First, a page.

"I wont say that," Mr. Twigg answered. "There must be extravagance when you put thousands of men into camps at short notice. The average cost of camps and of feeding the men compares satisfactorily with the cost ip lumber and other camps in this province."

I need not go into this matter any further because from the evidence I have submitted I think it has been shown that this committee did not go very fully into the matter of the running of the camps, in fact they refused to hear witnesses who could give them this information. This demonstrates that the whole inquiry was simply, as Mr. Brown publicly stated, a farce.

I am sorry that all the assertions which I made on March 16 were not gone into. I made serious charges, some in connection with provincial cabinet ministers, and these were never brought out. Only three were dealt with. One was admitted; in the case of the other it was stated I was absolutely wrong regarding the 50,000 blankets, and in connection with the third charge they say that the camps were run in an economical manner. I think it is a mighty poor average when out of fourteen assertions and charges only three were dealt with. This would seem to indicate that, generally speaking, all my statements were accurate or eleven of them would not have been left unchallenged.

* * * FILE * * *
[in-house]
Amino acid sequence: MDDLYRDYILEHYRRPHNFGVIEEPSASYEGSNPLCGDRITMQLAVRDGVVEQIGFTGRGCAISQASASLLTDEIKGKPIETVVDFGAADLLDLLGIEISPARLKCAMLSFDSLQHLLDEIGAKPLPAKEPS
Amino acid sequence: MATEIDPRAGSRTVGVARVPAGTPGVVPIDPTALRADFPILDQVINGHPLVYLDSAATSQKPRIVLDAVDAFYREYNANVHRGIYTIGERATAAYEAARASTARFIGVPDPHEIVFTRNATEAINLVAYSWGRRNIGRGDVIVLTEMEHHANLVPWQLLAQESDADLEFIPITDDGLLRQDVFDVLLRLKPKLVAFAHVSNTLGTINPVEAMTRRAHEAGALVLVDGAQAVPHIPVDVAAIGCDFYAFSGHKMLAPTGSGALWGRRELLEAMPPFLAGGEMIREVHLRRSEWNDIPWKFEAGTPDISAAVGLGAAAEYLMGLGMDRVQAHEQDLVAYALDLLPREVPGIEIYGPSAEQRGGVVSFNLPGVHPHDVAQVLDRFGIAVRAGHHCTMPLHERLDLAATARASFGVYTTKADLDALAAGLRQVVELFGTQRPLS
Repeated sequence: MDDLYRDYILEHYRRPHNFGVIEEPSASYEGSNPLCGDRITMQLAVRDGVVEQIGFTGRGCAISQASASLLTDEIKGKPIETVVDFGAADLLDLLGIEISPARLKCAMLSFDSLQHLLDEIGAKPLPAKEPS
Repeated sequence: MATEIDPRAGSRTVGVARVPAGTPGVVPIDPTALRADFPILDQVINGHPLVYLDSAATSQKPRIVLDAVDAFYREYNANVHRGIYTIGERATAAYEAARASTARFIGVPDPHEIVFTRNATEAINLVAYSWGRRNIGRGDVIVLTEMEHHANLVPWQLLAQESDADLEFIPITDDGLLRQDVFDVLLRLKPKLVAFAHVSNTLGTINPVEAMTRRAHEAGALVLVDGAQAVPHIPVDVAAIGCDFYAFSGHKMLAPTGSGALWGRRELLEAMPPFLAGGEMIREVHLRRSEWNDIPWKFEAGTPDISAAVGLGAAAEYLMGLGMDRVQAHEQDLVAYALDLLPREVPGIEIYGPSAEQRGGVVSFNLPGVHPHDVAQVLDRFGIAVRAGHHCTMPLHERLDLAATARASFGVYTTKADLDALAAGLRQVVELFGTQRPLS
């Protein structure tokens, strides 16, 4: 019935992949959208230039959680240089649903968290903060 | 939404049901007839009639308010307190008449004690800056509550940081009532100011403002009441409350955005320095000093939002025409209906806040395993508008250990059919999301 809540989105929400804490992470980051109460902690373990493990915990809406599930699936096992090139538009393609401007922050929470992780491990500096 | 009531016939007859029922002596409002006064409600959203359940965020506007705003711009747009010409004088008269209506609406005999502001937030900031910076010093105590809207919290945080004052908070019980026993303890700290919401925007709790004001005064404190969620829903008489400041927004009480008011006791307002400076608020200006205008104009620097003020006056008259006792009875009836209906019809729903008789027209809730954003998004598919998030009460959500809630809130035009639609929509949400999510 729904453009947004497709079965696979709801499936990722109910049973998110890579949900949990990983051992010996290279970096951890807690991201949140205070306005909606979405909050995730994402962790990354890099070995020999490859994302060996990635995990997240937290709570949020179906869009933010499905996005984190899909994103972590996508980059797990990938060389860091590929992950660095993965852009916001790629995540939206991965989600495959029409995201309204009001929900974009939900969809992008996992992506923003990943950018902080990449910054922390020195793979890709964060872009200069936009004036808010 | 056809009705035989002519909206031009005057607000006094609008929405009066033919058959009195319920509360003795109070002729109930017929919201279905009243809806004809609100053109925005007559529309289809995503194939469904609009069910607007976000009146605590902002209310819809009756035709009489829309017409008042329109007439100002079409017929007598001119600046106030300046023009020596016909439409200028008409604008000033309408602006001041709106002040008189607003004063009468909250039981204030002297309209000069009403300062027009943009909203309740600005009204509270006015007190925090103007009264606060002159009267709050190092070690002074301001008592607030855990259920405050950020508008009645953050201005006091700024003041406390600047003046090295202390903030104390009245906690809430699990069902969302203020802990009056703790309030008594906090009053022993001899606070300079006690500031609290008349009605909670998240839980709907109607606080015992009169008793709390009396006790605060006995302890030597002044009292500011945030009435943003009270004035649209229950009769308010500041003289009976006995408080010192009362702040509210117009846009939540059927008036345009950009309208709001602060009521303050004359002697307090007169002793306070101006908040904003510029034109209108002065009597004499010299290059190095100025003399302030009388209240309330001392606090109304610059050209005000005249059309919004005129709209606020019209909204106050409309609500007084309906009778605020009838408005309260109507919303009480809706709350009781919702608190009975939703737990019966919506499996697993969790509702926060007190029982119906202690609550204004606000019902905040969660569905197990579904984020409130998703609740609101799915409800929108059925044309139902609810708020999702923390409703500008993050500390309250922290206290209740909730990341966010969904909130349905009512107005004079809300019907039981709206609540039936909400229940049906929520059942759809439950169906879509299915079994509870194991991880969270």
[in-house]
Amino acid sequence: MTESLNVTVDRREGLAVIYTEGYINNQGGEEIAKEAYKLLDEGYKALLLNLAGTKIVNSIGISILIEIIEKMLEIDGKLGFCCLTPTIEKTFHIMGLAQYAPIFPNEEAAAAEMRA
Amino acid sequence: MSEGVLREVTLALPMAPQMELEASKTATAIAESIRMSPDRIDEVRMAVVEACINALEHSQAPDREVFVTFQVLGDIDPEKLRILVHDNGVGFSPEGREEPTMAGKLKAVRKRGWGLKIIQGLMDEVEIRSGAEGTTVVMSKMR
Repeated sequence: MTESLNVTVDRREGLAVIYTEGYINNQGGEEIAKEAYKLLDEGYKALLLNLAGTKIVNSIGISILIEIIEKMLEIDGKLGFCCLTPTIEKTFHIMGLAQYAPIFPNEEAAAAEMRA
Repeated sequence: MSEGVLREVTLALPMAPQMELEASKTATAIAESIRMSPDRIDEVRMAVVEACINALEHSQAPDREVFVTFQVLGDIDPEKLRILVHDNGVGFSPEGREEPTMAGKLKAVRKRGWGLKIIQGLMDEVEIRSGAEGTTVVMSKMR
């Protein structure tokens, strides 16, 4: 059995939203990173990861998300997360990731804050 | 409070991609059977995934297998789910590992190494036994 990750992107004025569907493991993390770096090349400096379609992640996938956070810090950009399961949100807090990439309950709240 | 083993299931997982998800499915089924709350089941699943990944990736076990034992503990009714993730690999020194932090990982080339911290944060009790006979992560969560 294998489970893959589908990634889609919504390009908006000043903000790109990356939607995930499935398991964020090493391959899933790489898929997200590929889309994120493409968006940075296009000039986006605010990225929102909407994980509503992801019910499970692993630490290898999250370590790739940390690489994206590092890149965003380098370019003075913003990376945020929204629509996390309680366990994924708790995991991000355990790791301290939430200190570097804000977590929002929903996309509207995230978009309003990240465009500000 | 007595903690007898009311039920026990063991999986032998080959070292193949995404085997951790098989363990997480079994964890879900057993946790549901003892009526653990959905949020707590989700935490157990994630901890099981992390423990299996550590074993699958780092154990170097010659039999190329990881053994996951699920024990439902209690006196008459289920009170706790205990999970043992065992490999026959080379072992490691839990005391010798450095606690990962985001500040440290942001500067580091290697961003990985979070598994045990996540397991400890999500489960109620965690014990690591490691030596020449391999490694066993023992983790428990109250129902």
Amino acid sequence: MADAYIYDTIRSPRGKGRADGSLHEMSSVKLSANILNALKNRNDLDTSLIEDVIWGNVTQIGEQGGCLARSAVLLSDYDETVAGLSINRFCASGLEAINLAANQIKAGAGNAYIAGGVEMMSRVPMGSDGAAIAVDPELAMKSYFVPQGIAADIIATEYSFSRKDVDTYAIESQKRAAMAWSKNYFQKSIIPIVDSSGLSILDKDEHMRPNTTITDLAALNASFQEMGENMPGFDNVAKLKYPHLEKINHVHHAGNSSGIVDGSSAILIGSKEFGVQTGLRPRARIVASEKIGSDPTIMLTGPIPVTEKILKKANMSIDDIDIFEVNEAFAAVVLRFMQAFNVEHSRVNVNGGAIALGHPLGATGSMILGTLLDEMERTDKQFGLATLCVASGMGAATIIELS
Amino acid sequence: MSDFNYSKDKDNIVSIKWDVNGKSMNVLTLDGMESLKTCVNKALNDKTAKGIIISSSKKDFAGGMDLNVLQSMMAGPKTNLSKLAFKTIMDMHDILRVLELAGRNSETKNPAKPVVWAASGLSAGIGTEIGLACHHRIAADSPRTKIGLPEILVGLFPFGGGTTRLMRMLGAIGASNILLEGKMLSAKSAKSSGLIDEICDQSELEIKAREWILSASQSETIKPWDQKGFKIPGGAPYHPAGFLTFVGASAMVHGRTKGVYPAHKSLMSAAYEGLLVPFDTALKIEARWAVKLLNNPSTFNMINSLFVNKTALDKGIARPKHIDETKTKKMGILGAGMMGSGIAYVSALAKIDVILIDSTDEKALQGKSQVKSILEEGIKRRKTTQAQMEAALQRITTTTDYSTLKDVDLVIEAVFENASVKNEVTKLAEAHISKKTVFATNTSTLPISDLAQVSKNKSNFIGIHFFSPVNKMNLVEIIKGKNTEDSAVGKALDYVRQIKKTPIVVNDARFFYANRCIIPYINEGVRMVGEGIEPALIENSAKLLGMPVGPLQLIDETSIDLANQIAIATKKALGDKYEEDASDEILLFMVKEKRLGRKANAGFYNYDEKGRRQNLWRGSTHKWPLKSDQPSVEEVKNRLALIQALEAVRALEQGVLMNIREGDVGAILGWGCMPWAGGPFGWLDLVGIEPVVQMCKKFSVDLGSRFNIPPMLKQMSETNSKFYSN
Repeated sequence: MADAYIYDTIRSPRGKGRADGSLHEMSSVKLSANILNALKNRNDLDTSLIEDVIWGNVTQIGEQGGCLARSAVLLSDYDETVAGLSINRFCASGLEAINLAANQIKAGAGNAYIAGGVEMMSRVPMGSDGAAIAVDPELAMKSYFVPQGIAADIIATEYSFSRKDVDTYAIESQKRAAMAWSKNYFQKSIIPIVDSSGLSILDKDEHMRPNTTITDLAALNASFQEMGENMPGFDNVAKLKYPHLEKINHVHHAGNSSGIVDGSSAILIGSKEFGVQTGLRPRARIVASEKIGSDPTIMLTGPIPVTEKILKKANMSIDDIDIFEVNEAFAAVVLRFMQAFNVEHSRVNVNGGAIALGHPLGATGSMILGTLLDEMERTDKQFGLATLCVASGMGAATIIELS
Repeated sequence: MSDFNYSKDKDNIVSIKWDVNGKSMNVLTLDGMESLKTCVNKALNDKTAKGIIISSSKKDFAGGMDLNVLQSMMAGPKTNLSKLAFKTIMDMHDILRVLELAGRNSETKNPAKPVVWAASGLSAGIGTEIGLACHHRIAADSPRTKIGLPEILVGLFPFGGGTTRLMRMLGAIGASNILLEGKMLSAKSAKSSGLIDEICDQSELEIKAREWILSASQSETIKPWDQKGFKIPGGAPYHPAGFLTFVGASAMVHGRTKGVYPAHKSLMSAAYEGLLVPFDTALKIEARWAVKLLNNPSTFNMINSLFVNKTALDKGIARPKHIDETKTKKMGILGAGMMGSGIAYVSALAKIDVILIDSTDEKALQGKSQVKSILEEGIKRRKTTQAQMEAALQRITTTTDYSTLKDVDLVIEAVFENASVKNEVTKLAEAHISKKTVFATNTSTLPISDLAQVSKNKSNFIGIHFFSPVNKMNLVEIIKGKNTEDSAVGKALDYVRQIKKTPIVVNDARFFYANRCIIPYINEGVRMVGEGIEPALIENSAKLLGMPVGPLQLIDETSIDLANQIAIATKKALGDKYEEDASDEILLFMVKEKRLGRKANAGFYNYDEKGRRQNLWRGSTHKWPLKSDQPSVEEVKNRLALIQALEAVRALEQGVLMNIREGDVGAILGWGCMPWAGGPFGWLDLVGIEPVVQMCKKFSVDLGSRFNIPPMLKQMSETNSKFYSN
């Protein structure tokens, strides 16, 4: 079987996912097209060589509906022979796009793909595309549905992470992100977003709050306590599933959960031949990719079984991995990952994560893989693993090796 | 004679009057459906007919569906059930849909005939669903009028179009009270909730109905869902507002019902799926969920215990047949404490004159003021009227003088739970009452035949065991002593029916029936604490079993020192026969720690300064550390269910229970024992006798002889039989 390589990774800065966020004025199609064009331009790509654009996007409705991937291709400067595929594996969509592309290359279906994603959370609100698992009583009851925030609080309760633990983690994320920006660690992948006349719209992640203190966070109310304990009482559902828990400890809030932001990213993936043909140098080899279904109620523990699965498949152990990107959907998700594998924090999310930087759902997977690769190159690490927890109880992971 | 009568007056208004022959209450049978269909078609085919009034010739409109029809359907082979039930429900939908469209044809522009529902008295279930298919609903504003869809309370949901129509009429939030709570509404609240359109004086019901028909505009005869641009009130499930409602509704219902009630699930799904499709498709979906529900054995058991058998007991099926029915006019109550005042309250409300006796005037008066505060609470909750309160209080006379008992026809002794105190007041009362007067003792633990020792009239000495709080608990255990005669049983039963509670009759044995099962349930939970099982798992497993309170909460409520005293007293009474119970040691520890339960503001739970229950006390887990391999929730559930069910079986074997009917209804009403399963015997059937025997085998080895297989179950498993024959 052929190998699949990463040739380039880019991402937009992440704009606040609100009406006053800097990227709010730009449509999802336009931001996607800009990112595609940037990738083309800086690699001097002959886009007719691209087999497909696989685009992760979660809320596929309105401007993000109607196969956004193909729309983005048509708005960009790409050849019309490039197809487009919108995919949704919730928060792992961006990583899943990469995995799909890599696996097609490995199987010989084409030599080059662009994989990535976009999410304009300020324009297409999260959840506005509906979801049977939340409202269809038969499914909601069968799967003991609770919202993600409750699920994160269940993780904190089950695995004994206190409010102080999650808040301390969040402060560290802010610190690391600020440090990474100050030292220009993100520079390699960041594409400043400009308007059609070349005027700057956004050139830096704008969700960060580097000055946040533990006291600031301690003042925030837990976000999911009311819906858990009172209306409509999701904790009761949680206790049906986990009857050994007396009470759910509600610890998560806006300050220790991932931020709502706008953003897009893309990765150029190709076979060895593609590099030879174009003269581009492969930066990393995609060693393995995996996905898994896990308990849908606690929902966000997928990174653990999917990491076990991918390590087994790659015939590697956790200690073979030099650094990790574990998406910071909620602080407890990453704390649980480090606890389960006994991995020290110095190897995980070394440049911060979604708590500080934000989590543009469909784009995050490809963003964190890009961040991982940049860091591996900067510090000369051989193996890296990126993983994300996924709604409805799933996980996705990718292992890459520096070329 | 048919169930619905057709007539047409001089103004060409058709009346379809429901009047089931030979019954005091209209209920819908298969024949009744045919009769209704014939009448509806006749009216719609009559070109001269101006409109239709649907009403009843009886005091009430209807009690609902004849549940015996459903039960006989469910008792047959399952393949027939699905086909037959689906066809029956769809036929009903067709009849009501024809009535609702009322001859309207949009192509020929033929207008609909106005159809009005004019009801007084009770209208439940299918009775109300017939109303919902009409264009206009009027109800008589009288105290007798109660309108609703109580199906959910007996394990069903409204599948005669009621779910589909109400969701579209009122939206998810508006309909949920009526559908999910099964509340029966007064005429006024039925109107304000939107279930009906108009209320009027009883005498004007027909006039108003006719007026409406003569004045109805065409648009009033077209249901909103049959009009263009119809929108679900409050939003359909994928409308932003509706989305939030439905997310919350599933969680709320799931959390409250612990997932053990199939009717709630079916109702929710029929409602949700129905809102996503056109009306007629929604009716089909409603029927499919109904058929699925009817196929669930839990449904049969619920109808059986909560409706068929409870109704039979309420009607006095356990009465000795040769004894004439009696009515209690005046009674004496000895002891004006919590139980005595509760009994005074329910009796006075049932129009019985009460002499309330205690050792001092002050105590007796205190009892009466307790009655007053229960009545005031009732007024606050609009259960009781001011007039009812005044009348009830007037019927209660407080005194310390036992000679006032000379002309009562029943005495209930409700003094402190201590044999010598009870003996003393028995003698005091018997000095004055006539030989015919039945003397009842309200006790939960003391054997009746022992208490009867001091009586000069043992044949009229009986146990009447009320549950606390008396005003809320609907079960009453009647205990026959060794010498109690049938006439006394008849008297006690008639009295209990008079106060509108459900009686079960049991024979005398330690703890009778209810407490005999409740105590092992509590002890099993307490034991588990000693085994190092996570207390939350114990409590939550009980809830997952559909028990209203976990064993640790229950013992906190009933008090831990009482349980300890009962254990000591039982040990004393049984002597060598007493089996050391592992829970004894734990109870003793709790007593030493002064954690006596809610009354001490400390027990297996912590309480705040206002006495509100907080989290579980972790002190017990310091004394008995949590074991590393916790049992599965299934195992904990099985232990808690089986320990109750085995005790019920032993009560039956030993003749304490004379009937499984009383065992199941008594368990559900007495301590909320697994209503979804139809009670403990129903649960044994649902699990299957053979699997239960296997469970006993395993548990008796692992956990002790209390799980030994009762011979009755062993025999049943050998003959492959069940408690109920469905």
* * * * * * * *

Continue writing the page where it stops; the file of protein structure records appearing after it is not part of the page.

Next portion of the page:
I have a copy of a provincial paper in which the premier makes a crack at the Liberal members of this house. He states that investigations had been made necessary by the spreading of propaganda to injure the government. I can assure the house that we do not need to say anything here to injure the government in British Columbia. The premier states that the disgraceful statements made by two British Columbia Liberal members in the House of Commons had been proven to be false. That is not exactly correct because, as I say, I made fourteen assertions and only three were dealt with, one of which was admitted to be correct. If there was anything disgraceful, it was the manner in which this whole matter was carried out, especially as some cabinet ministers were involved.

Topic:   THE BUDGET
Subtopic:   CONTINUATION OP DEBATE ON THE ANNUAL FINANCIAL STATEMENT OP THE MINISTER OF FINANCE
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CON

Richard Bedford Bennett (Prime Minister; President of the Privy Council; Secretary of State for External Affairs)

Conservative (1867-1942)

Mr. BENNETT: